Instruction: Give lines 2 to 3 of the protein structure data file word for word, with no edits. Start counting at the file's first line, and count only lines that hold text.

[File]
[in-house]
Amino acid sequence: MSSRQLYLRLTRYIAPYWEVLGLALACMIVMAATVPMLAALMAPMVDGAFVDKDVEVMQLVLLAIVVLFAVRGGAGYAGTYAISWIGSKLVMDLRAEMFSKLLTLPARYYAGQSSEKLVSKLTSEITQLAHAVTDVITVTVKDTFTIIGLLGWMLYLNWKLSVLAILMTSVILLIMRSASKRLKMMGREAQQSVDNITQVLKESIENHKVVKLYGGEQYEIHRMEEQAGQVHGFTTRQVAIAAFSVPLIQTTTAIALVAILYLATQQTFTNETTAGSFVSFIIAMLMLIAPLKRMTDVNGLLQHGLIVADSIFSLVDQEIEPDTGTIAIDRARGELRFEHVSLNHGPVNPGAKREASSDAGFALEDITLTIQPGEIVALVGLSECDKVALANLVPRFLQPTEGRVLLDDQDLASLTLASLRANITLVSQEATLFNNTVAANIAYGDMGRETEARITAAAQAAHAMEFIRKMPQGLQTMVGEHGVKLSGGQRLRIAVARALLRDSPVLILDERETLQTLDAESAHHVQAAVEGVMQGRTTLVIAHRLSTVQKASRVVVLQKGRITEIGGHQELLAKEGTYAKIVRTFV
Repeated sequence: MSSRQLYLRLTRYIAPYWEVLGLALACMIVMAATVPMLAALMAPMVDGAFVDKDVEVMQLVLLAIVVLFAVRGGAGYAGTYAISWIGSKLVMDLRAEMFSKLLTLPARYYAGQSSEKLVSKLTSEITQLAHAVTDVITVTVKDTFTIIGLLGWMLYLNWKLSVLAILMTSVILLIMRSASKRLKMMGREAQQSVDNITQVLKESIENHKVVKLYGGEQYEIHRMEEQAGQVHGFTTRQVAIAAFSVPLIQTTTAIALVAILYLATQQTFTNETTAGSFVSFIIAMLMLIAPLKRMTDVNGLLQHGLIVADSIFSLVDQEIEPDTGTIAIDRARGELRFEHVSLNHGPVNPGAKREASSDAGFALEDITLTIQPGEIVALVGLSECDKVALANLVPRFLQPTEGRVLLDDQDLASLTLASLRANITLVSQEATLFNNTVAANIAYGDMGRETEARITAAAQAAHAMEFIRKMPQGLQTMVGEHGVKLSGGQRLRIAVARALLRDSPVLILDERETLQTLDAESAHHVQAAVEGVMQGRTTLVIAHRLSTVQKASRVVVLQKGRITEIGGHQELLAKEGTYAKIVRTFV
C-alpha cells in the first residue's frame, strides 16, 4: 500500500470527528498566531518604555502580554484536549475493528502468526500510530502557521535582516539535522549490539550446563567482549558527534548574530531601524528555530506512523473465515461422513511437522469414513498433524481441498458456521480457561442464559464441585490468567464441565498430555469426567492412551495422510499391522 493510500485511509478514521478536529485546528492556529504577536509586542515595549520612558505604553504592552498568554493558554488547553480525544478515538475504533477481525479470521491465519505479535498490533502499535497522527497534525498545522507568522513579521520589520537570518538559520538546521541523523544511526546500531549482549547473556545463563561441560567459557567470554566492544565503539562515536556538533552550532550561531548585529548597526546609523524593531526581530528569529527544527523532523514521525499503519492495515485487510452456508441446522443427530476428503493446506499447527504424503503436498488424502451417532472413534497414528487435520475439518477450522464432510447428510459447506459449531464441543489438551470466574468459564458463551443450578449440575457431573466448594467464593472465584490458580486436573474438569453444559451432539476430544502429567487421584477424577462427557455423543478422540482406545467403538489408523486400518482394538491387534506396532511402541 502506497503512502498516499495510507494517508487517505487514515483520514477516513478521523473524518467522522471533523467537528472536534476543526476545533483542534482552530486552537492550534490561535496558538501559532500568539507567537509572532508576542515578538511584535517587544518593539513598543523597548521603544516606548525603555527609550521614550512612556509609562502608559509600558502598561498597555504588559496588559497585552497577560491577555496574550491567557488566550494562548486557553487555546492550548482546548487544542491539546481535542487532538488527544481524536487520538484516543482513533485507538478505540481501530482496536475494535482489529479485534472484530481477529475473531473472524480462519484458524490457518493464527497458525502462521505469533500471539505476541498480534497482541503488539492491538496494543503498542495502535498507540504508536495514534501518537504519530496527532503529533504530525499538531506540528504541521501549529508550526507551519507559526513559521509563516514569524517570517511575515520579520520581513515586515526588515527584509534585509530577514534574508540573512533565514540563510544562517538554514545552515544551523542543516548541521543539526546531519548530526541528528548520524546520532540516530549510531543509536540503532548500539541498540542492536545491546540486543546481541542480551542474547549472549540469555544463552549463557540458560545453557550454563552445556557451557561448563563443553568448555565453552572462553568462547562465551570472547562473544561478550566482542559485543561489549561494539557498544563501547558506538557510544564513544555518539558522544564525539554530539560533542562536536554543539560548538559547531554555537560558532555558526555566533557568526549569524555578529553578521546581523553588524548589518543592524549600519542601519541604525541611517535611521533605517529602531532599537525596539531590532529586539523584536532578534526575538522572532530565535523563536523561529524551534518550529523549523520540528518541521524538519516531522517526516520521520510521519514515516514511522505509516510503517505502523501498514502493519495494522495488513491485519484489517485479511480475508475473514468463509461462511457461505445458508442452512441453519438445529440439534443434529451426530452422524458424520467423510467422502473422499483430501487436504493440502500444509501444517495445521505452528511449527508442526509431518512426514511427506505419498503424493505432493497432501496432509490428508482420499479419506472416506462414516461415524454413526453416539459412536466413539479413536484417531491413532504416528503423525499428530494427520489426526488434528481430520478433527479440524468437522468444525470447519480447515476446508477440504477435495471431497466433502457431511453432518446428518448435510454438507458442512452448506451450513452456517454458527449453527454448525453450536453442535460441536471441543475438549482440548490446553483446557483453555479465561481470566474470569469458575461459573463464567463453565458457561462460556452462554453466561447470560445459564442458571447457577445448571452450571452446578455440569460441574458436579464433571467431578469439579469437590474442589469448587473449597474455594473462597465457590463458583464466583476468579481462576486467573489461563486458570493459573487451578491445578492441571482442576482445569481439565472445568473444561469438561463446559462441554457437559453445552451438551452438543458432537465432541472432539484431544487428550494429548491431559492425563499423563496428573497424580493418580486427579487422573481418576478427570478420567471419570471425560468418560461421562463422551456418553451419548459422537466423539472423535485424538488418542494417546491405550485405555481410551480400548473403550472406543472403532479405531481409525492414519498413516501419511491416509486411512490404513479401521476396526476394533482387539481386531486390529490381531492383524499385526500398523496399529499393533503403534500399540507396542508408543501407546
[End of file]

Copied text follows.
Amino acid sequence: MSSRQLYLRLTRYIAPYWEVLGLALACMIVMAATVPMLAALMAPMVDGAFVDKDVEVMQLVLLAIVVLFAVRGGAGYAGTYAISWIGSKLVMDLRAEMFSKLLTLPARYYAGQSSEKLVSKLTSEITQLAHAVTDVITVTVKDTFTIIGLLGWMLYLNWKLSVLAILMTSVILLIMRSASKRLKMMGREAQQSVDNITQVLKESIENHKVVKLYGGEQYEIHRMEEQAGQVHGFTTRQVAIAAFSVPLIQTTTAIALVAILYLATQQTFTNETTAGSFVSFIIAMLMLIAPLKRMTDVNGLLQHGLIVADSIFSLVDQEIEPDTGTIAIDRARGELRFEHVSLNHGPVNPGAKREASSDAGFALEDITLTIQPGEIVALVGLSECDKVALANLVPRFLQPTEGRVLLDDQDLASLTLASLRANITLVSQEATLFNNTVAANIAYGDMGRETEARITAAAQAAHAMEFIRKMPQGLQTMVGEHGVKLSGGQRLRIAVARALLRDSPVLILDERETLQTLDAESAHHVQAAVEGVMQGRTTLVIAHRLSTVQKASRVVVLQKGRITEIGGHQELLAKEGTYAKIVRTFV
Repeated sequence: MSSRQLYLRLTRYIAPYWEVLGLALACMIVMAATVPMLAALMAPMVDGAFVDKDVEVMQLVLLAIVVLFAVRGGAGYAGTYAISWIGSKLVMDLRAEMFSKLLTLPARYYAGQSSEKLVSKLTSEITQLAHAVTDVITVTVKDTFTIIGLLGWMLYLNWKLSVLAILMTSVILLIMRSASKRLKMMGREAQQSVDNITQVLKESIENHKVVKLYGGEQYEIHRMEEQAGQVHGFTTRQVAIAAFSVPLIQTTTAIALVAILYLATQQTFTNETTAGSFVSFIIAMLMLIAPLKRMTDVNGLLQHGLIVADSIFSLVDQEIEPDTGTIAIDRARGELRFEHVSLNHGPVNPGAKREASSDAGFALEDITLTIQPGEIVALVGLSECDKVALANLVPRFLQPTEGRVLLDDQDLASLTLASLRANITLVSQEATLFNNTVAANIAYGDMGRETEARITAAAQAAHAMEFIRKMPQGLQTMVGEHGVKLSGGQRLRIAVARALLRDSPVLILDERETLQTLDAESAHHVQAAVEGVMQGRTTLVIAHRLSTVQKASRVVVLQKGRITEIGGHQELLAKEGTYAKIVRTFV